Early vegetative growth in DD crops was reduced at 13 out of the 21 field sites, compared to the cultivated treatment (Fig. 1). At nine of these sites the average population of pseudomonads was higher in the rhizosphere of DD seedlings. Furthermore, three of the four sites which had increased early vigour in DD strips had associated decreases in rhizosphere populations of pseudomonads compared to the C treatment. There was no correlation between populations of fungi, total bacteria, bacilli or actinomycetes and the occurrence of reduced early vigour in DD plots. However, reduced early vigour in DD crops resulted in decreased final grain yields at only four of the 13 sites. Reduced early growth in DD plots predominantly carried through to a decreased anthesis biomass. However, there was generally a negative correlation between anthesis biomass and grain yield across the 21 farm sites.


Reduced early vigour of DD wheat was found to be a widespread problem throughout southern NSW. Decreased early growth was evident at 13 out of 21 (62%) farm sites even in a dry season. Poor early seedling growth of DD wheat is believed to be most severe in moist soil at low temperatures (below 15&degree;C, J. Kirkegaard, pers. comm.). Wheat seedlings are also known to be more sensitive to growth inhibitory pseudomonads under these conditions (2). The start of the 1997 season was relatively dry with soil temperatures around 15&degree;C at the sowing depth. Such conditions were potentially less conducive to the activity of deleterious soil microorganisms and the reduced early growth of DD wheat. The observation that plots with a lower anthesis biomass generally had a larger average grain size and higher final yield can also be attributed to the climatic conditions as there was little rainfall following anthesis at most sites (3). Thus in a season with higher spring rainfall, poor early vigour in DD wheat would be expected to impact more heavily on grain yields. There also appears to be a correlation between increased populations of pseudomonads in the rhizosphere of DD seedlings and poor early vigour. Further studies are continu- ing to determine the effect of these bacteria and other deleterious soil microorganisms on the early vigour of DD wheat in contrasting seasons.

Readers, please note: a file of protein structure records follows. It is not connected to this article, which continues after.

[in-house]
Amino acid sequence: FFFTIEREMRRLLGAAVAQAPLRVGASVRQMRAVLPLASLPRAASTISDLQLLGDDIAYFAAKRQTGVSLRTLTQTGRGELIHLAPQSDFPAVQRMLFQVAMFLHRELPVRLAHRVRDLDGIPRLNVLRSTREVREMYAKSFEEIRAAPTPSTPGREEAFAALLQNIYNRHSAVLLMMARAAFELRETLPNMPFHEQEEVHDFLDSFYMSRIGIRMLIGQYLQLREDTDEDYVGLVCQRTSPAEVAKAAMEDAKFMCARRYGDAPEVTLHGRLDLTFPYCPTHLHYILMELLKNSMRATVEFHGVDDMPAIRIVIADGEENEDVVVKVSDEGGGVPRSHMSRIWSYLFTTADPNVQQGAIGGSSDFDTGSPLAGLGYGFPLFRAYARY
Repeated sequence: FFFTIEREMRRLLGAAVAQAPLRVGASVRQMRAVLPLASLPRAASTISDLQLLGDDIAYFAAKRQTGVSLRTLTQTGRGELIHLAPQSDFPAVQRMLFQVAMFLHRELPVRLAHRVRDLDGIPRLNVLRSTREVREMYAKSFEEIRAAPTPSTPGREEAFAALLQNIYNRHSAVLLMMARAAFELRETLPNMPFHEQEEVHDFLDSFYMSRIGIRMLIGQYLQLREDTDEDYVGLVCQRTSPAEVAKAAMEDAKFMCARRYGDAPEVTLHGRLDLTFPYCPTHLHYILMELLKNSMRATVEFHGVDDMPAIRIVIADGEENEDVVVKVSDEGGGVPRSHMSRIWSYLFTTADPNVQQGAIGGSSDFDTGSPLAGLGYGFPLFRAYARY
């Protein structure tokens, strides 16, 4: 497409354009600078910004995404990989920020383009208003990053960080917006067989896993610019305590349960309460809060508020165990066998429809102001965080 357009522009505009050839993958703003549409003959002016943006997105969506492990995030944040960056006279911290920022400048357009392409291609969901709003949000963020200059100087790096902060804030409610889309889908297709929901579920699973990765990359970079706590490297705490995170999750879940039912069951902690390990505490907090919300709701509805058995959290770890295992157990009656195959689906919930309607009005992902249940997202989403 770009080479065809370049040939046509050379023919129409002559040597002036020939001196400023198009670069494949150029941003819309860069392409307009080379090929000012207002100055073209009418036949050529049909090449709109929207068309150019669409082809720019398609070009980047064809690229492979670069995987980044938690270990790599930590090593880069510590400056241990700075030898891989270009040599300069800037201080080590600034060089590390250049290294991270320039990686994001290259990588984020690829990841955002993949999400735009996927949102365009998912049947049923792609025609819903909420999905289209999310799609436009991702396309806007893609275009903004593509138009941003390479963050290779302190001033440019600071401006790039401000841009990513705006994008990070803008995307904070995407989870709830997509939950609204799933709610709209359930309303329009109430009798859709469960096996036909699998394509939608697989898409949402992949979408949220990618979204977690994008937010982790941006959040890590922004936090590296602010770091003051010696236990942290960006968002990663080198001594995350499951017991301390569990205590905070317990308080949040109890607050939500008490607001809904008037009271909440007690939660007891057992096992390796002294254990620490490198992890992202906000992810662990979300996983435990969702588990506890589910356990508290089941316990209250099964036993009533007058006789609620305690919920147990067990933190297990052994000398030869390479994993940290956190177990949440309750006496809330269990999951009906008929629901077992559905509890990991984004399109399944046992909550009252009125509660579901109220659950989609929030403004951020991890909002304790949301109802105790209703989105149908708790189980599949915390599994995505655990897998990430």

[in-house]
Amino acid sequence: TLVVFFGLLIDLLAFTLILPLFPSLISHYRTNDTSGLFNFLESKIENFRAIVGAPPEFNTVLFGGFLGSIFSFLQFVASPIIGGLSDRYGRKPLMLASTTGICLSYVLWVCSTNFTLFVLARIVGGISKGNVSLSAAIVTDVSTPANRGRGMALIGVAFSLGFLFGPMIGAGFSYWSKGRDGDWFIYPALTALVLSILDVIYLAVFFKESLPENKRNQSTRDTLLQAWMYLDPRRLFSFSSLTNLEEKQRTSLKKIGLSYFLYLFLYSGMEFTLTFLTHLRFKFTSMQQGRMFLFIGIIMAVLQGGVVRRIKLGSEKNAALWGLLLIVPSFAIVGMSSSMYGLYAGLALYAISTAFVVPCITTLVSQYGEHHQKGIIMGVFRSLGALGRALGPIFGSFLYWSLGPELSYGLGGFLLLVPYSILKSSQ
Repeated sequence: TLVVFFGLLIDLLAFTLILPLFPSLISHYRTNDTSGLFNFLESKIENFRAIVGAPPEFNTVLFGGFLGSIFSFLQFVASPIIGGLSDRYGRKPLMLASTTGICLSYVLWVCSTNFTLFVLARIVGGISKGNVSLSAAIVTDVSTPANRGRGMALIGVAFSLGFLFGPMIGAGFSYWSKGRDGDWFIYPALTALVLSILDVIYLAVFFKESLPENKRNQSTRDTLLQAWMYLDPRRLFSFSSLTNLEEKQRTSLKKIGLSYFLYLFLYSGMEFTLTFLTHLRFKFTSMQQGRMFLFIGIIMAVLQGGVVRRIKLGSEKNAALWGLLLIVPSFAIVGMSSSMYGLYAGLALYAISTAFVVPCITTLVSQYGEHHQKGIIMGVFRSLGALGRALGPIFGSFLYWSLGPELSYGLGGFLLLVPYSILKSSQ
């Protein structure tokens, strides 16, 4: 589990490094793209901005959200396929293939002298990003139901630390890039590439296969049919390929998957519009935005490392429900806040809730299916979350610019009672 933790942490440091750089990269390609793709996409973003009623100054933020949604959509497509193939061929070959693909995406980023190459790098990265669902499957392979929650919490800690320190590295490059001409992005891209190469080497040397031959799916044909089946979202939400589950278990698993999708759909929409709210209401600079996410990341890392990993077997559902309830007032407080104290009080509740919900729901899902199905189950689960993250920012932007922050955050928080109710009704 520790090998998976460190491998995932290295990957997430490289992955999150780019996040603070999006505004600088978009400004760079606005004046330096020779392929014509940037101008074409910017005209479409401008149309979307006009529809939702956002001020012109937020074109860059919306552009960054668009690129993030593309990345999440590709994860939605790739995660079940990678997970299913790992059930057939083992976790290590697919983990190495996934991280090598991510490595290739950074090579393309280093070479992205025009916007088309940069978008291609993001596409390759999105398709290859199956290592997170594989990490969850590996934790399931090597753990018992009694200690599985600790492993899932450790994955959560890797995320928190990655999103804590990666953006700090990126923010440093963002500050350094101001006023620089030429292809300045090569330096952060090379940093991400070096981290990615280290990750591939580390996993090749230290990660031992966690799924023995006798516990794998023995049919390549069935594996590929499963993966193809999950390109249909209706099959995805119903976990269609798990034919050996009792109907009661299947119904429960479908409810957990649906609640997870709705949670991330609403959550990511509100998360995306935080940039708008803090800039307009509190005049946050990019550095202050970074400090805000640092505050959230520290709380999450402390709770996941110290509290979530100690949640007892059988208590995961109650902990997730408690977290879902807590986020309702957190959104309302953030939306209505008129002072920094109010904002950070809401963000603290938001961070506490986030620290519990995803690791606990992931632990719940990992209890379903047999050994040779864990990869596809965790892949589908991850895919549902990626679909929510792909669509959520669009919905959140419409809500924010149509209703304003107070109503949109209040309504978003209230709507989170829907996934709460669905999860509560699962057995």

We gratefully thank the Grains Research and Development Corporation for funding and Graeme Heath for technical assistance. We also thank farmers involved in this project for use of paddocks and their co-operation and support throughout the season.


1. Chan, K.Y., Mead, J.A., Roberts, W.P. and Wong, P.T.W. 1989. Aust. J. Agric. Res. 42, 221-228.

2. Elliott, L.F. and Lynch, J.M. 1985. Plant and Soil 84, 57-65.

3. Fischer, R.A. and Kohn, G.D. 1966. Aust. J. Agric. Res. 17, 281-295.

4. Kirkegaard, J.A. 1995. Aust. J. Exp. Agric. 35, 835-848.

5. Kirkegaard, J.A., Munns, R., James, R.A., Gardner, P.A. and Angus, J.F. 1995. Aust. J. Agric. Res. 46, 75-88.

6. Steed, G.R., Ellington, A. and Pratley, J.E. 1993. In "Conservation Tillage in Temperate Agroecosystems-Development and Adaptation to Soil and Climatic Constraints." Edited by M.R. Carter. Lewis Publishers, Boco Raton. pp. 231-251.

7. Simpfendorfer, S., Kirkegaard, J.A. and Heenan, D.P. 1998. Proc. 9th Aust. Agron. Conf. Wagga Wagga. pp. 533-534.